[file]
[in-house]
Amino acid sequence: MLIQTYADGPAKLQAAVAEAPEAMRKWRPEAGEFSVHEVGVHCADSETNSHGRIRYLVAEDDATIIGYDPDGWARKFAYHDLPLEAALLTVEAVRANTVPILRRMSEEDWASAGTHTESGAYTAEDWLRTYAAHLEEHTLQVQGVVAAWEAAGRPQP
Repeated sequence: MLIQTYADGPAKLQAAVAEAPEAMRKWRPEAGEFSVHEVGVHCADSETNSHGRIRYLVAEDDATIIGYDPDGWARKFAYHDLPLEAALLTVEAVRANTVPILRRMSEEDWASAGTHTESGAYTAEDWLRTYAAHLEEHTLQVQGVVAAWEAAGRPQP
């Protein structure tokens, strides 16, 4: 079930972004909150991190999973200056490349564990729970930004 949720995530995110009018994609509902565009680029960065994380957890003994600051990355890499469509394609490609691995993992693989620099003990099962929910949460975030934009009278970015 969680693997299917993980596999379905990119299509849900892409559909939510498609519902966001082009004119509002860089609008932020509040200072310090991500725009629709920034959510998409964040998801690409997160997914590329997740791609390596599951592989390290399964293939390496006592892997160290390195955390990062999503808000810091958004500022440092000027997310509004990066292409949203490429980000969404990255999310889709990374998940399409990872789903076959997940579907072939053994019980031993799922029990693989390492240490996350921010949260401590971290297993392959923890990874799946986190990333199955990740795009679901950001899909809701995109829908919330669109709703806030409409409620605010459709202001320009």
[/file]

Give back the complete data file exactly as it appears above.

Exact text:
[in-house]
Amino acid sequence: MLIQTYADGPAKLQAAVAEAPEAMRKWRPEAGEFSVHEVGVHCADSETNSHGRIRYLVAEDDATIIGYDPDGWARKFAYHDLPLEAALLTVEAVRANTVPILRRMSEEDWASAGTHTESGAYTAEDWLRTYAAHLEEHTLQVQGVVAAWEAAGRPQP
Repeated sequence: MLIQTYADGPAKLQAAVAEAPEAMRKWRPEAGEFSVHEVGVHCADSETNSHGRIRYLVAEDDATIIGYDPDGWARKFAYHDLPLEAALLTVEAVRANTVPILRRMSEEDWASAGTHTESGAYTAEDWLRTYAAHLEEHTLQVQGVVAAWEAAGRPQP
């Protein structure tokens, strides 16, 4: 079930972004909150991190999973200056490349564990729970930004 949720995530995110009018994609509902565009680029960065994380957890003994600051990355890499469509394609490609691995993992693989620099003990099962929910949460975030934009009278970015 969680693997299917993980596999379905990119299509849900892409559909939510498609519902966001082009004119509002860089609008932020509040200072310090991500725009629709920034959510998409964040998801690409997160997914590329997740791609390596599951592989390290399964293939390496006592892997160290390195955390990062999503808000810091958004500022440092000027997310509004990066292409949203490429980000969404990255999310889709990374998940399409990872789903076959997940579907072939053994019980031993799922029990693989390492240490996350921010949260401590971290297993392959923890990874799946986190990333199955990740795009679901950001899909809701995109829908919330669109709703806030409409409620605010459709202001320009």